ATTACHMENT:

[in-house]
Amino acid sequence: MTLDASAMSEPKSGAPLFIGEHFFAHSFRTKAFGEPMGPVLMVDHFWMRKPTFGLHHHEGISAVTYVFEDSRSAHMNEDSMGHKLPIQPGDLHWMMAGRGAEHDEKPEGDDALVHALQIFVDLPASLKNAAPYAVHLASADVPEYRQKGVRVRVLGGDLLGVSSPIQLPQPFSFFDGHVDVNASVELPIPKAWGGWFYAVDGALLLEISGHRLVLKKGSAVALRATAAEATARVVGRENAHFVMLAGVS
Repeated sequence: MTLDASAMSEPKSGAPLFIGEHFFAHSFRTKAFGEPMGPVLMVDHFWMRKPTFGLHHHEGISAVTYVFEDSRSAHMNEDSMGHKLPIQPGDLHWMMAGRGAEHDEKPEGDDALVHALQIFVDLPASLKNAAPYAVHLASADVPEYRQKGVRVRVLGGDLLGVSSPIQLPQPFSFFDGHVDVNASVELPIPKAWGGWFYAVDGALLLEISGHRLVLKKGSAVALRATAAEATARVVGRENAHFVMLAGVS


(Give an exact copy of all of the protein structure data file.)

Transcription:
[in-house]
Amino acid sequence: MTLDASAMSEPKSGAPLFIGEHFFAHSFRTKAFGEPMGPVLMVDHFWMRKPTFGLHHHEGISAVTYVFEDSRSAHMNEDSMGHKLPIQPGDLHWMMAGRGAEHDEKPEGDDALVHALQIFVDLPASLKNAAPYAVHLASADVPEYRQKGVRVRVLGGDLLGVSSPIQLPQPFSFFDGHVDVNASVELPIPKAWGGWFYAVDGALLLEISGHRLVLKKGSAVALRATAAEATARVVGRENAHFVMLAGVS
Repeated sequence: MTLDASAMSEPKSGAPLFIGEHFFAHSFRTKAFGEPMGPVLMVDHFWMRKPTFGLHHHEGISAVTYVFEDSRSAHMNEDSMGHKLPIQPGDLHWMMAGRGAEHDEKPEGDDALVHALQIFVDLPASLKNAAPYAVHLASADVPEYRQKGVRVRVLGGDLLGVSSPIQLPQPFSFFDGHVDVNASVELPIPKAWGGWFYAVDGALLLEISGHRLVLKKGSAVALRATAAEATARVVGRENAHFVMLAGVS